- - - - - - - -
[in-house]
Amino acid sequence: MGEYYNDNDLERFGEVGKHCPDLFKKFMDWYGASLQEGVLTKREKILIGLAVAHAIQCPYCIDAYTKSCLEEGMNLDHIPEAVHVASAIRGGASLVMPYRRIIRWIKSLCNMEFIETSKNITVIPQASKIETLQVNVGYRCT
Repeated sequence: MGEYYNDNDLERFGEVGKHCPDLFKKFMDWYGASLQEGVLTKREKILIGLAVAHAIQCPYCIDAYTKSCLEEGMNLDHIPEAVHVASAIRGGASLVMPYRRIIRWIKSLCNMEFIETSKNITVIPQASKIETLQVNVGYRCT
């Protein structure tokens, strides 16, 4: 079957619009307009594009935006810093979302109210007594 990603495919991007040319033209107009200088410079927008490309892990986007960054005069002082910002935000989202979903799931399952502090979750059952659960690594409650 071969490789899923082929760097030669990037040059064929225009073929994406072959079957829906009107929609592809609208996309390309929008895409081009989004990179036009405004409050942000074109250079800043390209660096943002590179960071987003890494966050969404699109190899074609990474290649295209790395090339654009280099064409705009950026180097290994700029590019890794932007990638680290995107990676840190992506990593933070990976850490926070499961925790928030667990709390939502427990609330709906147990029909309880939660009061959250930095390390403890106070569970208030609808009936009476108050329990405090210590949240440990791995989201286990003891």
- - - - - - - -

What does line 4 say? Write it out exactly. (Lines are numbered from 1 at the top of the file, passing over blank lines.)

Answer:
């Protein structure tokens, strides 16, 4: 079957619009307009594009935006810093979302109210007594 990603495919991007040319033209107009200088410079927008490309892990986007960054005069002082910002935000989202979903799931399952502090979750059952659960690594409650 071969490789899923082929760097030669990037040059064929225009073929994406072959079957829906009107929609592809609208996309390309929008895409081009989004990179036009405004409050942000074109250079800043390209660096943002590179960071987003890494966050969404699109190899074609990474290649295209790395090339654009280099064409705009950026180097290994700029590019890794932007990638680290995107990676840190992506990593933070990976850490926070499961925790928030667990709390939502427990609330709906147990029909309880939660009061959250930095390390403890106070569970208030609808009936009476108050329990405090210590949240440990791995989201286990003891």